Follow us:

Popcorn & Prejudice: A Movie Blog

Seattle Times writer Moira Macdonald muses on moviegoing. Email Moira:

January 12, 2012 at 8:56 AM

“Paradise Lost 3: Purgatory” on HBO tonight

(For the record: this is my first blog from the new Seattle Times location, where I’m sitting with quite a nice view of Queen Anne Hill, and where I began this chilly morning with a march across the parking lot pushing my desk chair and a bookcase balanced on top of it, because the movers seemingly forgot them back in our old location — across the street — and I am not a patient woman at this hour of the morning. All is chaos here, but I’m just going to blog away and ignore the weird furniture situation that surrounds me. LA LA LA . . . .)
Tonight at 9 p.m., HBO will air the third and possibly final (though who knows?) documentary about the West Memphis Three: “Paradise Lost 3: Purgatory.” For those not familiar with the story, a quick summary: In 1993, three little boys were found brutally murdered in a wooded area outside West Memphis. A month later, three teenage boys were arrested and charged with the crime. All pled not guilty, but were convicted, and since then have maintained their innocence from behind bars, while many have worked on their behalf and uncovered much new evidence in their support. Documentarians Joe Berlinger and Bruce Sinofsky followed the case from the beginning, capturing the crime and trial in “Paradise Lost: The Child Murders at Robin Hood Hills” in 1996, following up with “Paradise Lost 2: Revelations” in 2000, which presented new evidence, and finally with this third film, which made its debut at the Toronto International Film Festival last fall — just after the three defendents were released in a surprise move, in which they reluctantly agreed to plead guilty in order to have their sentences reduced to time served.
It’s a haunting, disturbing story, both for the horror of the crime and the appalling way that “justice” was served. Watching the third film — which summarizes much of the first two, so you don’t need to have seen the previous films in the trilogy to apppreciate the final one — is difficult, even as we know that the three unjustly accused men are finally free. It’s haunting to see the receding hairlines and deepened voices of the trio, who became adults behind bars as nearly 20 years slipped away; it’s rage-inducing to hear a Memphis official saying that since the men have pleaded guilty (in a legal maneuver called an Alford plea, in which they can still maintain their innocence), there are no plans to reopen the case — this despite a landslide of evidence that the wrong men were arrested. “Paradise Lost 3,” on the shortlist for the Oscar for best documentary, brings the story to an end, if not a resolution, and stands as a remarkable testament to the power of film to change lives. (Damien Echols, one of the accused men who waited years on death row, credits the filmmakers with keeping interest in the case alive — and thus keeping him alive.) And though I question the filmmakers’ use of graphic crime-scene photos of the victims’ naked bodies — it feels exploitative, particularly when repeated — I was moved by the film’s final dedication to those three little boys, whose killer(s) may well never be found.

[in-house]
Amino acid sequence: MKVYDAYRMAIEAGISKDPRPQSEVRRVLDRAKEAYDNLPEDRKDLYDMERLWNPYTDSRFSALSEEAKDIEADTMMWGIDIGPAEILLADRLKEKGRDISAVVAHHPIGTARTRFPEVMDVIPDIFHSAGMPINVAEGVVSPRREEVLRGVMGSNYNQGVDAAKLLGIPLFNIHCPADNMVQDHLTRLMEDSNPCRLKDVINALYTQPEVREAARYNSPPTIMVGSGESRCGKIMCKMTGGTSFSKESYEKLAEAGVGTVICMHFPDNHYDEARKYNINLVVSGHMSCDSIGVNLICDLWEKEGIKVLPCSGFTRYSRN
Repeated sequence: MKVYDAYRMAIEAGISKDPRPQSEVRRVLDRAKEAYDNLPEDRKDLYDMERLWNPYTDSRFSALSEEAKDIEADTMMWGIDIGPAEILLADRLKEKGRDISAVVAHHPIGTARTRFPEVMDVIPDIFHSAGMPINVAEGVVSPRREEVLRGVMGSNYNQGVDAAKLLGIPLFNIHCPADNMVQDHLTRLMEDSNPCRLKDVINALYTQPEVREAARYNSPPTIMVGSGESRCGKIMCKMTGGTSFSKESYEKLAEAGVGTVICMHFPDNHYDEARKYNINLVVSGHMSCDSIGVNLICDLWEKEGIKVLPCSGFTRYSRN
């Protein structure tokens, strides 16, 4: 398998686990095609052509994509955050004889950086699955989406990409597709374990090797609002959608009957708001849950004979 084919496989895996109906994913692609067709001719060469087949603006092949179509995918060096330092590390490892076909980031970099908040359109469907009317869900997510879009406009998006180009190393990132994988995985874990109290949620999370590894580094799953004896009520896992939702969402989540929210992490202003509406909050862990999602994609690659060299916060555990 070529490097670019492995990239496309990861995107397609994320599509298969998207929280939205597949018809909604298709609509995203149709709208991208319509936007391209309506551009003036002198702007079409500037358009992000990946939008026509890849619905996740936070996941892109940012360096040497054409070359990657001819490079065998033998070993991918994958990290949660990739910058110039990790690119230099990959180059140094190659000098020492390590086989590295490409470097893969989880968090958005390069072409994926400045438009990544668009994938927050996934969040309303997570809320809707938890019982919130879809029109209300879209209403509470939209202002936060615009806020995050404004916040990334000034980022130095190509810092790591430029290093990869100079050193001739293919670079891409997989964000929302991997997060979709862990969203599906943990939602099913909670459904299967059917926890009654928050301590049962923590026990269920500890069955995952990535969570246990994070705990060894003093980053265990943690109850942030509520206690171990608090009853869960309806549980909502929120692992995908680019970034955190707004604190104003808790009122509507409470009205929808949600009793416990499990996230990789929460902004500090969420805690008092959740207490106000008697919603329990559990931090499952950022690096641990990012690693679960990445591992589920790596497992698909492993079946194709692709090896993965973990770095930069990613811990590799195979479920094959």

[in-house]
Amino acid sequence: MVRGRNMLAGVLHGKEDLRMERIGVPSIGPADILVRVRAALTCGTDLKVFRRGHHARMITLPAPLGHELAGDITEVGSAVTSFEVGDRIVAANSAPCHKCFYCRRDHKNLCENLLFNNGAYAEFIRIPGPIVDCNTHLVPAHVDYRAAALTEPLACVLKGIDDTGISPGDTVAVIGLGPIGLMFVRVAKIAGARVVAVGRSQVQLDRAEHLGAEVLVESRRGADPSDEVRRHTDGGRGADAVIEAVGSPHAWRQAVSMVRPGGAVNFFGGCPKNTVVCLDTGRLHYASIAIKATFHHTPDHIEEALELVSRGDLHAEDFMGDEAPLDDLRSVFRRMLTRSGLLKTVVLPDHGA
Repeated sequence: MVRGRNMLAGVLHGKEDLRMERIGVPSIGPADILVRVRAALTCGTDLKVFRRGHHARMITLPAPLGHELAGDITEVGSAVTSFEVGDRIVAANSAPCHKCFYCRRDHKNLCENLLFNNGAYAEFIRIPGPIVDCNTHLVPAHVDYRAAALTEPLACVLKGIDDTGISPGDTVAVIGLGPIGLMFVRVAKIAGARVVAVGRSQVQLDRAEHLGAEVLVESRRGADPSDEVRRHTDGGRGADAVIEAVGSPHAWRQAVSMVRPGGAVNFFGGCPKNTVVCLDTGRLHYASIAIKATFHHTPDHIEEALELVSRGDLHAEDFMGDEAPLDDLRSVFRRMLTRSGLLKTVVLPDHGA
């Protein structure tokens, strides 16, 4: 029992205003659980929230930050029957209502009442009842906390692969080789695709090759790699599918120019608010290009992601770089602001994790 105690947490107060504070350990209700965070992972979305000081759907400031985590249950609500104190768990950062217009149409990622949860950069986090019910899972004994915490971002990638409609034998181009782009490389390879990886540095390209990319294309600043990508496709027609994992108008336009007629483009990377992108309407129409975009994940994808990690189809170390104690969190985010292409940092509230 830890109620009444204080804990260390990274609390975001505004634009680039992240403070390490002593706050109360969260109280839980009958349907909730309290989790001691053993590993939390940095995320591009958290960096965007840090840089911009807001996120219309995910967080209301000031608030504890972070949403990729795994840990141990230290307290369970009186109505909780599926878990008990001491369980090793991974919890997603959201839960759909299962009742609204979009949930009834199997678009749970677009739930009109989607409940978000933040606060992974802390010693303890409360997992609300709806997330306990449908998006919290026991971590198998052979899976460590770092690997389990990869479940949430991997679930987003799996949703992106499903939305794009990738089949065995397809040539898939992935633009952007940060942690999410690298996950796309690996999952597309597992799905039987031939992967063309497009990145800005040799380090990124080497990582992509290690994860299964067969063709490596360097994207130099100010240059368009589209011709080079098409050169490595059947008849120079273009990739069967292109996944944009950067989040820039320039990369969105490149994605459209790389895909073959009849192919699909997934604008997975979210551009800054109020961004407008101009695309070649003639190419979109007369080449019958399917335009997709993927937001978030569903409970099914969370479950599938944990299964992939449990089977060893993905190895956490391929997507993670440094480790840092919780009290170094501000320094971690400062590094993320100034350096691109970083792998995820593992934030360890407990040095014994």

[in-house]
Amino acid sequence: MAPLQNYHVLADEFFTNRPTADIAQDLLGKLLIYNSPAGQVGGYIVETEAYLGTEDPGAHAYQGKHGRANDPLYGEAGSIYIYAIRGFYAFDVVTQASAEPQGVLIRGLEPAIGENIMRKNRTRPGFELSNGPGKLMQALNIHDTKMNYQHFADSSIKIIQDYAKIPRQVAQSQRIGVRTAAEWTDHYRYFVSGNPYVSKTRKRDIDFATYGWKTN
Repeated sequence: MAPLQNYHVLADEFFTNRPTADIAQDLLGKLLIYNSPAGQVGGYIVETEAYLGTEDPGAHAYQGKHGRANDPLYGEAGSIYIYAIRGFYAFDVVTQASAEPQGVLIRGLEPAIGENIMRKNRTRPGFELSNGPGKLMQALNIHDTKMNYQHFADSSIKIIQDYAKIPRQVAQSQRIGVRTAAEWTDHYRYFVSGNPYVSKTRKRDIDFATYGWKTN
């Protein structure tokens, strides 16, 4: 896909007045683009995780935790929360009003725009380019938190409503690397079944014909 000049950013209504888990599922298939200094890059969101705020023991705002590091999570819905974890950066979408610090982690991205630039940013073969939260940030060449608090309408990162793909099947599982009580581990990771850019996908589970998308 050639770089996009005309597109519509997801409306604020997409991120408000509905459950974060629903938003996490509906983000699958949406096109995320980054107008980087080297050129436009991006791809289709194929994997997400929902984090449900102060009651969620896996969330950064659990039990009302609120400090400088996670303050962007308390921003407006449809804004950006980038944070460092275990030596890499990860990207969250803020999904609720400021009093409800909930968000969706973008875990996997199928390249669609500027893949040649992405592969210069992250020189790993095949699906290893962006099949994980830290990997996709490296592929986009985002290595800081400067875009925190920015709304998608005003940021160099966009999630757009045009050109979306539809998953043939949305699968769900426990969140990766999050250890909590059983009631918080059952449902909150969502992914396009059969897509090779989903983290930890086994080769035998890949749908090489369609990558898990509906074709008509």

No personal attacks or insults, no hate speech, no profanity. Please keep the conversation civil and help us moderate this thread by reporting any abuse. See our Commenting FAQ.

The opinions expressed in reader comments are those of the author only, and do not reflect the opinions of The Seattle Times.

The Seattle Times

The door is closed, but it's not locked.

Take a minute to subscribe and continue to enjoy The Seattle Times for as little as 99 cents a week.

Subscription options ►

Already a subscriber?

We've got good news for you. Unlimited content access is included with most subscriptions.

Subscriber login ►
The Seattle Times

To keep reading, you need a subscription upgrade.

We hope you have enjoyed your complimentary access. For unlimited access, please upgrade your digital subscription.

Call customer service at 1.800.542.0820 for assistance with your upgrade or questions about your subscriber status.

The Seattle Times

To keep reading, you need a subscription.

We hope you have enjoyed your complimentary access. Subscribe now for unlimited access!

Subscription options ►

Already a subscriber?

We've got good news for you. Unlimited content access is included with most subscriptions.

Activate Subscriber Account ►